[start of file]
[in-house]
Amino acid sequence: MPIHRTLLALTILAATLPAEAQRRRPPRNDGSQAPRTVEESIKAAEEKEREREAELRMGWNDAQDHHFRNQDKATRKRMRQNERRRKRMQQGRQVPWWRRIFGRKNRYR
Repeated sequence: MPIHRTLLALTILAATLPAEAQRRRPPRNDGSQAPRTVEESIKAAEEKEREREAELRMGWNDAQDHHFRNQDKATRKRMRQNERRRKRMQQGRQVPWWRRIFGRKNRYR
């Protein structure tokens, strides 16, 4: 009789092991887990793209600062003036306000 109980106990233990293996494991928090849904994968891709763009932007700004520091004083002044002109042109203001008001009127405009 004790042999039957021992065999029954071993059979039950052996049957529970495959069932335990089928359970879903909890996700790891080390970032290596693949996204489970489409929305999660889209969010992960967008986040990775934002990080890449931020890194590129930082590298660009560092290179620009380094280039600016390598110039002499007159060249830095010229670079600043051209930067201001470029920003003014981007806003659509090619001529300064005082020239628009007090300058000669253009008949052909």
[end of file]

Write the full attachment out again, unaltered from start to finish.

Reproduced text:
[in-house]
Amino acid sequence: MPIHRTLLALTILAATLPAEAQRRRPPRNDGSQAPRTVEESIKAAEEKEREREAELRMGWNDAQDHHFRNQDKATRKRMRQNERRRKRMQQGRQVPWWRRIFGRKNRYR
Repeated sequence: MPIHRTLLALTILAATLPAEAQRRRPPRNDGSQAPRTVEESIKAAEEKEREREAELRMGWNDAQDHHFRNQDKATRKRMRQNERRRKRMQQGRQVPWWRRIFGRKNRYR
């Protein structure tokens, strides 16, 4: 009789092991887990793209600062003036306000 109980106990233990293996494991928090849904994968891709763009932007700004520091004083002044002109042109203001008001009127405009 004790042999039957021992065999029954071993059979039950052996049957529970495959069932335990089928359970879903909890996700790891080390970032290596693949996204489970489409929305999660889209969010992960967008986040990775934002990080890449931020890194590129930082590298660009560092290179620009380094280039600016390598110039002499007159060249830095010229670079600043051209930067201001470029920003003014981007806003659509090619001529300064005082020239628009007090300058000669253009008949052909």